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The Information icon (an i in a circle) will give you valuable information about PEP Web data and features. You can find it besides a PEP Web feature and the author’s name in every journal article. Simply move the mouse pointer over the icon and click on it for the information to appear.

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Pethick, L. (2013). Avoiding Emotions, Living Emotions by Antonino Ferro, translated by Ian Harvey. The New Library of Psychoanalysis. Published by Routledge in association with the Institute of Psychoanalysis, London, 2011; 222 pp; £23.99.. Brit. J. Psychother., 29(1):122-125.

(2013). British Journal of Psychotherapy, 29(1):122-125

Avoiding Emotions, Living Emotions by Antonino Ferro, translated by Ian Harvey. The New Library of Psychoanalysis. Published by Routledge in association with the Institute of Psychoanalysis, London, 2011; 222 pp; £23.99.

Review by:
Linda Pethick

This is the latest in a series of books that Antonino Ferro has been writing since the early 1990s, which describe in progressively more evolved and detailed terms the model of the mind that he has been developing together with the clinical use of the concept of the analytic field.

In two central chapters, ‘Bion: Theoretical and Clinical Comments’ (Chapter 4) and ‘Bion's Thinking and its Fertilization: Clinical Implications’ (Chapter 5), Ferro outlines how his thought derives from Bion. Ferro confesses to liking the later work best, the Bion of the Seminars and Discussions, 1974-80. These are Bion at his most creative, and it is the ‘unsaturated’ nature of the text (an important word for Ferro) that he finds most stimulating, giving him the opportunity for a constant stream of new thoughts and ideas of his own. Ferro recommends reading the Seminars first and ‘once one has grasped the spirit, the way of thinking, the courage that emanates from each of these seminars, one can then go on to his more theoretical works’ (p. 49). These should be read in groups, he says, ‘because they are like freeze-dried food requiring continuous hydration to turn them into something unexpectedly and extraordinarily alive’ (p. 49).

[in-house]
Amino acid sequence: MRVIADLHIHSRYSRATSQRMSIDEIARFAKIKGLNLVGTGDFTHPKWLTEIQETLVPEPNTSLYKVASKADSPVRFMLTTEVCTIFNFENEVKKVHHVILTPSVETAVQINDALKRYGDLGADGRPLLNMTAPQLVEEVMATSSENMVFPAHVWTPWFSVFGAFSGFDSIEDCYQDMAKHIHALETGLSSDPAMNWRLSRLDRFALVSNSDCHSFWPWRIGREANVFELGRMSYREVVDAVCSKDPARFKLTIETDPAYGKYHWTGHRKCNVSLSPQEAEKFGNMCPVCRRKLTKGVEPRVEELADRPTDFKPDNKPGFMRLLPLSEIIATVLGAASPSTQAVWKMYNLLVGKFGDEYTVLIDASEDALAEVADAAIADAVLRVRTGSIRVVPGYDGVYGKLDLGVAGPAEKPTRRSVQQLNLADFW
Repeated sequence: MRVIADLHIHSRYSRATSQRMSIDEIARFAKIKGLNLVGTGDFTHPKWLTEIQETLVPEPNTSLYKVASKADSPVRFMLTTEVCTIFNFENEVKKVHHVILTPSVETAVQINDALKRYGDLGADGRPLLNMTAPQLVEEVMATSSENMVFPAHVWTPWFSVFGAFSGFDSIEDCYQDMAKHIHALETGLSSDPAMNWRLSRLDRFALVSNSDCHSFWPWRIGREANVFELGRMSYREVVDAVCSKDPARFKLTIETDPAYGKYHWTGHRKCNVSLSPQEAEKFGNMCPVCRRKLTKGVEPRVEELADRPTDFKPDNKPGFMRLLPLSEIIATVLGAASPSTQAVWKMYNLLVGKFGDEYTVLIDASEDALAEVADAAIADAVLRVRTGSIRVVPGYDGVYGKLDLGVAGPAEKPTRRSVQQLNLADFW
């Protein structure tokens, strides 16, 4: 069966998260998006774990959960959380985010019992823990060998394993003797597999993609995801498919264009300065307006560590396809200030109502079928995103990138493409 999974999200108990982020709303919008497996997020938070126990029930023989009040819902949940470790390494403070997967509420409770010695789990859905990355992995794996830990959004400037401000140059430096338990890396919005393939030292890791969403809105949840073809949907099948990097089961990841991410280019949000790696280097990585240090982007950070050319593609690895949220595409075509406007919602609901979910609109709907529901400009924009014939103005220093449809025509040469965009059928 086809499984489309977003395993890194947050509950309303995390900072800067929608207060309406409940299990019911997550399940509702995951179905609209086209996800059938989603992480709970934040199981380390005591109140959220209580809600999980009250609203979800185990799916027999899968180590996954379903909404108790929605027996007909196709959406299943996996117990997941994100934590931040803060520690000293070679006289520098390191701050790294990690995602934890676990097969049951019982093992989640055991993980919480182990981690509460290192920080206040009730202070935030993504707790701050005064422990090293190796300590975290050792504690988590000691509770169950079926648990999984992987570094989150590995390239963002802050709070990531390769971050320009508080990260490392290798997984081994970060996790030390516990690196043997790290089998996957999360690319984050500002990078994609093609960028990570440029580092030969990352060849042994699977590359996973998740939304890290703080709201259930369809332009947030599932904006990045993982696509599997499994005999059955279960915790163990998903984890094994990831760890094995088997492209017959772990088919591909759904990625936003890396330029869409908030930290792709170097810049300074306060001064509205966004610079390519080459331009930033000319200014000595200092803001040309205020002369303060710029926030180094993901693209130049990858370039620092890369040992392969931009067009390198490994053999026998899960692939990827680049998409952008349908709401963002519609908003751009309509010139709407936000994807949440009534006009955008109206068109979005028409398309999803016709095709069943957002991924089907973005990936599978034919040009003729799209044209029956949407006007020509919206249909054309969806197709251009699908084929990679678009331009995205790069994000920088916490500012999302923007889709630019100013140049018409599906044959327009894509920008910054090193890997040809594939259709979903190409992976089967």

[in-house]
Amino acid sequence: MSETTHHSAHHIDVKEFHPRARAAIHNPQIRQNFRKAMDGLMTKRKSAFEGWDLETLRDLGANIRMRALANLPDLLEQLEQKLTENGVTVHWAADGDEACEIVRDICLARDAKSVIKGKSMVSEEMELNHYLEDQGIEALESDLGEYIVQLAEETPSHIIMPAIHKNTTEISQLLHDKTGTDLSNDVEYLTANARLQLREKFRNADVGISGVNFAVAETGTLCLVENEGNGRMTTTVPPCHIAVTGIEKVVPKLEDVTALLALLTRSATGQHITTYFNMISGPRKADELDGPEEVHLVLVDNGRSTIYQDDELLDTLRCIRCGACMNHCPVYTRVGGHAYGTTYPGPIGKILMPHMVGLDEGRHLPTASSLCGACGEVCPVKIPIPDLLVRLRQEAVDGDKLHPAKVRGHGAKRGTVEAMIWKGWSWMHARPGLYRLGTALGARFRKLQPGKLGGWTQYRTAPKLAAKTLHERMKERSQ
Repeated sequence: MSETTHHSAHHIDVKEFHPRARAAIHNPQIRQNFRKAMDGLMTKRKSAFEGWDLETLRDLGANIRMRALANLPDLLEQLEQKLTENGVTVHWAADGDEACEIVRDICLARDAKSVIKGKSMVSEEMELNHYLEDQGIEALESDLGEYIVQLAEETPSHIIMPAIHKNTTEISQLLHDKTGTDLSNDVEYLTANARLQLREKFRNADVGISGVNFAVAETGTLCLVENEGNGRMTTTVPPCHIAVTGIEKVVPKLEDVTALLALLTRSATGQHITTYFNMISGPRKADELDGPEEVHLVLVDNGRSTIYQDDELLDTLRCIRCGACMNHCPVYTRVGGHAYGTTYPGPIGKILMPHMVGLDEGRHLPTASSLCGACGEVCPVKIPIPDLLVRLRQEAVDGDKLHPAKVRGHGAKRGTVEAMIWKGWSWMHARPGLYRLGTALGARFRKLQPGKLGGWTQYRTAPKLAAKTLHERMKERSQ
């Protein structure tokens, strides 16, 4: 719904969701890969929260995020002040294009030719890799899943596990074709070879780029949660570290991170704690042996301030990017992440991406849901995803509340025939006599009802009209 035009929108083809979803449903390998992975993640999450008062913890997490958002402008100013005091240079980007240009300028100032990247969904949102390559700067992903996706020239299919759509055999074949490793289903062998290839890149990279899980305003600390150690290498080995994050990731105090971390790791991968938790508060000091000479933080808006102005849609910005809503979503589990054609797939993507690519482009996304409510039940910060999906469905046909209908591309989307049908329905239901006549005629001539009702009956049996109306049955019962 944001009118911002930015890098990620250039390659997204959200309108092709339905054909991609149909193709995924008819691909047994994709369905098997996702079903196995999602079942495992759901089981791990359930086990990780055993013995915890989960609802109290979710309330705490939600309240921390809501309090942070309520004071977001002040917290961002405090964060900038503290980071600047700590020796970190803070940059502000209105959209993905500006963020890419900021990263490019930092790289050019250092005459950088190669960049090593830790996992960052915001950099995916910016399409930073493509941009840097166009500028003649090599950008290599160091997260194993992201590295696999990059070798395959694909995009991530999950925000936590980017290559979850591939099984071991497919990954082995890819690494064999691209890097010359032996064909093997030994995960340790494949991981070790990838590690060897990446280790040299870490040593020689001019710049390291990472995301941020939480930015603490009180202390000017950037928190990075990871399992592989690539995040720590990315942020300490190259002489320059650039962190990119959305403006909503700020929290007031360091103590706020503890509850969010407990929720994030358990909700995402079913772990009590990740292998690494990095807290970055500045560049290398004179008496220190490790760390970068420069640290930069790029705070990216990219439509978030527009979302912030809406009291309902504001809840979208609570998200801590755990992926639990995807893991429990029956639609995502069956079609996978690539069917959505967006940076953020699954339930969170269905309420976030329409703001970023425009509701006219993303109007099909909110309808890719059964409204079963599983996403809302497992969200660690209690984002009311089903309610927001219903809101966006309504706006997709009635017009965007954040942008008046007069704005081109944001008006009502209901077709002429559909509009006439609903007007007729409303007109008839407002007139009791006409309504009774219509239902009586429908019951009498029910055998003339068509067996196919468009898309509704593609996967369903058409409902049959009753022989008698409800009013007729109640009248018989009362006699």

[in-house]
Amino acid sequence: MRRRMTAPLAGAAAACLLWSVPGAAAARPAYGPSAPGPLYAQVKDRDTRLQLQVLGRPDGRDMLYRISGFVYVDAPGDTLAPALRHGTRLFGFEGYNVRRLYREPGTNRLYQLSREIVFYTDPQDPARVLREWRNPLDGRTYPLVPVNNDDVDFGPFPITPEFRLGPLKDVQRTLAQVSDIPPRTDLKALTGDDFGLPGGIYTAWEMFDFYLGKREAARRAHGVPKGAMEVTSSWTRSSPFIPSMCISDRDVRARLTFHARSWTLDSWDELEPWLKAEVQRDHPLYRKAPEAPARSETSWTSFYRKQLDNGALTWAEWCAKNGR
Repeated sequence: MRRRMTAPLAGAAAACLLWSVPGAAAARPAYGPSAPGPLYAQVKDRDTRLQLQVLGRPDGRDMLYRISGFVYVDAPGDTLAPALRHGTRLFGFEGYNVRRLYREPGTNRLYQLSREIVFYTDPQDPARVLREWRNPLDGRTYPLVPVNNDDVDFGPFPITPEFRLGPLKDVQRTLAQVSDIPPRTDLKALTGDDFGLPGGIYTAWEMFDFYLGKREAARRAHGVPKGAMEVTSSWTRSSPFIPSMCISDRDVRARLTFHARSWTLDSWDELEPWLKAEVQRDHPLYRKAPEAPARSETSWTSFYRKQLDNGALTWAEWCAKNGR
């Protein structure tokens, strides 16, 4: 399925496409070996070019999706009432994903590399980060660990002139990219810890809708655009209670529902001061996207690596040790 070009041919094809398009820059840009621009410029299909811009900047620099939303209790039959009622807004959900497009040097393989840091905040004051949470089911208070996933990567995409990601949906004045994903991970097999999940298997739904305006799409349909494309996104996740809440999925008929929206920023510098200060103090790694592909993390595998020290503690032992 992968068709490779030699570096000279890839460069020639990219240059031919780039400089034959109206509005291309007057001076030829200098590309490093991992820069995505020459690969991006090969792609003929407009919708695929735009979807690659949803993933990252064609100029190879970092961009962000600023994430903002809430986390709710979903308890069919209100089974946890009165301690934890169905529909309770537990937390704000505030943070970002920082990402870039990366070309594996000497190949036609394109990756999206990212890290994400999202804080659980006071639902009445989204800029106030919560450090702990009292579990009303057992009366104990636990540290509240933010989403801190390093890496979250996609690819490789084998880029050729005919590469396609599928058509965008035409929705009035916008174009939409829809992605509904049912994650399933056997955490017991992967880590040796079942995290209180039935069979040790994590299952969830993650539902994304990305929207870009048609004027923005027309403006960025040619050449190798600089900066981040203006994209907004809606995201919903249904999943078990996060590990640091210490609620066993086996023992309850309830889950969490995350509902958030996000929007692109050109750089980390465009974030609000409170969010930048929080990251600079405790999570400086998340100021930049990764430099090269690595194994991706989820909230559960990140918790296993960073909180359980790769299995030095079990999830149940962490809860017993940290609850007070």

Ferro believes that there is a ‘quantum leap’ between the early, strongly Kleinian matrix and the later Bion:

Bion provides us with a set of tools for thinking we previously did not possess and which enable us to think things we previously could not think.

[This is a summary excerpt from the full text of the journal article. The full text of the document is available to journal subscribers on the publisher's website here.]

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